Board sees its way clear to build glass bridge

After countless plan revisions and more than $20,000 spent on a redesign, Mark of the Quad Cities director Steve Hyman is on the verge of getting the all-glass skybridge he envisioned from the beginning.

The Civic Center Authority Board expressed unanimous support Thursday for a proposal by Mr. Hyman to scoop $23,000 out of the Civic Center Authority's capital-improvement budget to pay extra costs associated with an all-glass skyway. An official vote is scheduled for the next board meeting.

``We wanted it all glass to mirror the glass on the front of The Mark,'' Mr. Hyman said. ``This will maintain continuity in design.''

The authority originally budgeted $1.3 million for the project, which will link The Mark with parking at Centre Station, on the other side of River Drive.

Consulting engineering firm Shive-Hattery told Mr. Hyman last year that his idea for an all-glass, curved tunnel, resting lightly on concrete piers over River Drive, would fatten the project's price tag by $120,000. But after doing some research, Mr. Hyman said, he learned the true overrun would be $23,000.

However, work already had begun on the bridge, with Shive-Hattery's less-expensive plan for porcelain panels holding the glass in place as the blueprint.

When Mr. Hyman found out his original idea could be done for almost $100,000 less than Shive-Hattery's estimate, he went before the Civic Center Authority Board to ask it to pay for the all-glass option from its capital-improvement fund.

A 3 percent amusement tax on civic-center admissions trickles money into the fund, created in 1994.

A couple of civic-center board members expressed concern about Shive-Hattery's high estimate.

``We spent a lot of time exploring this initially,'' said board member Dale Iman, Moline's city administrator. ``It appears we were given bad numbers.''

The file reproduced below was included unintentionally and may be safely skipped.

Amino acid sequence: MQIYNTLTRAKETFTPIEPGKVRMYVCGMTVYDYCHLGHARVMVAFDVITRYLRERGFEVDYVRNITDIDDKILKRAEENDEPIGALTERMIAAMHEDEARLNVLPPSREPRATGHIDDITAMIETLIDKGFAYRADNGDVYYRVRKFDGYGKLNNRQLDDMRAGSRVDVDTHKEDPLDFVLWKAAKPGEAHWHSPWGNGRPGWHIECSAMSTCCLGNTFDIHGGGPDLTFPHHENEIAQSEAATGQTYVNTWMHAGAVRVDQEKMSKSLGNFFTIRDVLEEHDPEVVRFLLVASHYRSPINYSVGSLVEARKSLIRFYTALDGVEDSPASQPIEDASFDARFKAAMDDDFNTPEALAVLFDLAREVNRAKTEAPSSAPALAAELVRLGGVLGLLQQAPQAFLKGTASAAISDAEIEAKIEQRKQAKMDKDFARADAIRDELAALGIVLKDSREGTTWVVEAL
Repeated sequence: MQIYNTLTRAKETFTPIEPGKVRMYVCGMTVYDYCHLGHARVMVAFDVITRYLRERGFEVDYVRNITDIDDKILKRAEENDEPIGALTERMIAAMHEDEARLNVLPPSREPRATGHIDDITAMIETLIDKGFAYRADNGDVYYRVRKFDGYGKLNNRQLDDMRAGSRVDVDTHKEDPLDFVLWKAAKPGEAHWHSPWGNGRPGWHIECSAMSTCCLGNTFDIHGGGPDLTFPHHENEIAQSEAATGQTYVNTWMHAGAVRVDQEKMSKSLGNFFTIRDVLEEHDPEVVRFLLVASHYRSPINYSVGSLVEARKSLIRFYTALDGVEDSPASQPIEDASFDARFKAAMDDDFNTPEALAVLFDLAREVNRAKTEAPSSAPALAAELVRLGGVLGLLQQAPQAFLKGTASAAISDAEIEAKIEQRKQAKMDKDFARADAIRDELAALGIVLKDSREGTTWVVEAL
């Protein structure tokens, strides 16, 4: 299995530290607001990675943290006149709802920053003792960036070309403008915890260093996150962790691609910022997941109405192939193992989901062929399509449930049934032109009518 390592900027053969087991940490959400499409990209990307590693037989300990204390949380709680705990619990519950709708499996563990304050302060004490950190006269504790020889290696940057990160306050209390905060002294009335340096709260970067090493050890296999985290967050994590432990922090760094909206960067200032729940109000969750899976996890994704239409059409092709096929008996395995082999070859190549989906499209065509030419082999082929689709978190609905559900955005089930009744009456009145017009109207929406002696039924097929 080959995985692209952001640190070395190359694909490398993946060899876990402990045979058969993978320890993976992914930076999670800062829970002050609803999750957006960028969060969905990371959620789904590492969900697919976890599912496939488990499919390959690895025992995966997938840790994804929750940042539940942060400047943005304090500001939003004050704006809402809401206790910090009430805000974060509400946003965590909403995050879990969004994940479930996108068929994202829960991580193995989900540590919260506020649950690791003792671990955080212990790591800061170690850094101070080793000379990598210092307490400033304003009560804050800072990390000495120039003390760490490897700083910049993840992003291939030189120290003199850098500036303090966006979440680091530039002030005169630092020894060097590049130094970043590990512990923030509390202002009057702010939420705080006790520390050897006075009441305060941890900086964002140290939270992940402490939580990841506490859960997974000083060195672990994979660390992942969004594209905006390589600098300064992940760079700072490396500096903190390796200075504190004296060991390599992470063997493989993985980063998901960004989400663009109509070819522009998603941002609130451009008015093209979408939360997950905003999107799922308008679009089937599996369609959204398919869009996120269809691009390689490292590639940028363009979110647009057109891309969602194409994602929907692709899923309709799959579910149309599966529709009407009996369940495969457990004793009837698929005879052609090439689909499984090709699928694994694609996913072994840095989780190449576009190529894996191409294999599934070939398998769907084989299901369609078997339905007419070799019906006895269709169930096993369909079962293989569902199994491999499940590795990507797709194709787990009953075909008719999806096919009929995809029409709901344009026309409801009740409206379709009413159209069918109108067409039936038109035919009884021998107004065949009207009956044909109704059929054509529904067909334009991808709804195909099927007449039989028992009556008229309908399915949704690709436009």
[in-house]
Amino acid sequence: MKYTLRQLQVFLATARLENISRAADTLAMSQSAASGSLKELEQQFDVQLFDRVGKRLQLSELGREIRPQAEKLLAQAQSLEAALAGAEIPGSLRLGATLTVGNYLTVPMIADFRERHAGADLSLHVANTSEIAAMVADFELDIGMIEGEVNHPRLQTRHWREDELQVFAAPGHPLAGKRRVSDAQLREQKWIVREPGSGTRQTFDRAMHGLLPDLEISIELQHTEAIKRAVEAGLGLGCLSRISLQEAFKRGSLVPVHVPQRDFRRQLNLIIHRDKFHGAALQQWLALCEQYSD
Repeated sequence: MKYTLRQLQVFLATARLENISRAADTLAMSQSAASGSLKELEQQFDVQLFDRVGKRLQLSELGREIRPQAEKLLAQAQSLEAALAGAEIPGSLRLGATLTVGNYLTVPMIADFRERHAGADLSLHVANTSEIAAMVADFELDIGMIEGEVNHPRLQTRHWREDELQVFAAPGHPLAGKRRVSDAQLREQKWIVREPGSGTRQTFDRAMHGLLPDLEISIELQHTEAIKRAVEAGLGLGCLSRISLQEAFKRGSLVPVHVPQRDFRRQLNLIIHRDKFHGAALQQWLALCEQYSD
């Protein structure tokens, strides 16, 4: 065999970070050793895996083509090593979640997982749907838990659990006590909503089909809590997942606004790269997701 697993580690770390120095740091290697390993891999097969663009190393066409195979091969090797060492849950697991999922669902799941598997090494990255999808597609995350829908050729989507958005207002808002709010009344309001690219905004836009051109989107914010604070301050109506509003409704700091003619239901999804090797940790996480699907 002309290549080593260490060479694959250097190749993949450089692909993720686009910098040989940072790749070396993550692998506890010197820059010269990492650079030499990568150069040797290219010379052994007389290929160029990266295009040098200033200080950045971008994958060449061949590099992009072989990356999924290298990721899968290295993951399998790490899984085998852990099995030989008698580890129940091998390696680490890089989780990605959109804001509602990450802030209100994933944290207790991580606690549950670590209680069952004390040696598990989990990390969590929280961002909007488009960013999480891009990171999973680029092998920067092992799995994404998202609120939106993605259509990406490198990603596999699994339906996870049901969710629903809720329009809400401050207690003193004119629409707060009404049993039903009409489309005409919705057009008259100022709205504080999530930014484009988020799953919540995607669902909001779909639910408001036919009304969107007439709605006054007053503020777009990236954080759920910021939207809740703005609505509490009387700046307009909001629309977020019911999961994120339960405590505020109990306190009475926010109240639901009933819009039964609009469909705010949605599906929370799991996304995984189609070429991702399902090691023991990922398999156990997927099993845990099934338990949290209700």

Those aren't the only bad numbers that those working on the overpass project have received from Shive-Hattery, some city and civic-center officials claim. The city may have to dip into its tax-increment financing fund to cover another unexpected overrun because of an apparent error Shive-Hattery made in the final bid specifications.

According to city engineer Scott Hinton, Shive-Hattery's plans called for 80 cubic yards of structural concrete for construction of concrete piers, when in fact the contractor needed 130 cubic yards.

At $600 a yard, that is a change order on the project of $30,000. With the overpass-project budget already at its limit, any change order means finding new funding sources.

Shive-Hattery office manager Myron Schiebe said Wednesday that the various change orders -- including the concrete and glass issues -- typically are handled by the city. He had no comment on the firm's alleged errors.

Civic Center Authority Board chairman Bob Ontiveros suggested it may be time to cut ties with Shive-Hattery.

Mr. Hyman said the overpass is still on schedule. Next week, the ironwork on which the glass will rest is scheduled to arrive, and the gently curved bridge should start to take shape.

``I think people underestimate the importance of this,'' he said. ``There's an obvious boundary with River Drive, and people are concerned about crossing it. I believe this will increase utilization of the Centre Station parking garage.''

600450 Board sees its way clear to build glass bridge

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